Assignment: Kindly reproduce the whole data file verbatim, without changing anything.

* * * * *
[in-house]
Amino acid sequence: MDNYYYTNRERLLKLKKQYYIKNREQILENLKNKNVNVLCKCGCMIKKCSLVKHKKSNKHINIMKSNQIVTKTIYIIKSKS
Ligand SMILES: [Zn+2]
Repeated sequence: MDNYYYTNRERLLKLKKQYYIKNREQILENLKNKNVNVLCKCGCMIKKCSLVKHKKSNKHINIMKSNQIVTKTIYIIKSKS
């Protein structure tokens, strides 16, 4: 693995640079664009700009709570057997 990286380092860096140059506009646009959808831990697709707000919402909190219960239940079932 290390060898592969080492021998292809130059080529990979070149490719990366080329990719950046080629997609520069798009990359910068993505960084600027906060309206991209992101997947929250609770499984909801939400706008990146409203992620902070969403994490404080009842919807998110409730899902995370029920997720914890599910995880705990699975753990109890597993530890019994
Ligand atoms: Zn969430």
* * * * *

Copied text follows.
[in-house]
Amino acid sequence: MDNYYYTNRERLLKLKKQYYIKNREQILENLKNKNVNVLCKCGCMIKKCSLVKHKKSNKHINIMKSNQIVTKTIYIIKSKS
Ligand SMILES: [Zn+2]
Repeated sequence: MDNYYYTNRERLLKLKKQYYIKNREQILENLKNKNVNVLCKCGCMIKKCSLVKHKKSNKHINIMKSNQIVTKTIYIIKSKS
């Protein structure tokens, strides 16, 4: 693995640079664009700009709570057997 990286380092860096140059506009646009959808831990697709707000919402909190219960239940079932 290390060898592969080492021998292809130059080529990979070149490719990366080329990719950046080629997609520069798009990359910068993505960084600027906060309206991209992101997947929250609770499984909801939400706008990146409203992620902070969403994490404080009842919807998110409730899902995370029920997720914890599910995880705990699975753990109890597993530890019994
Ligand atoms: Zn969430």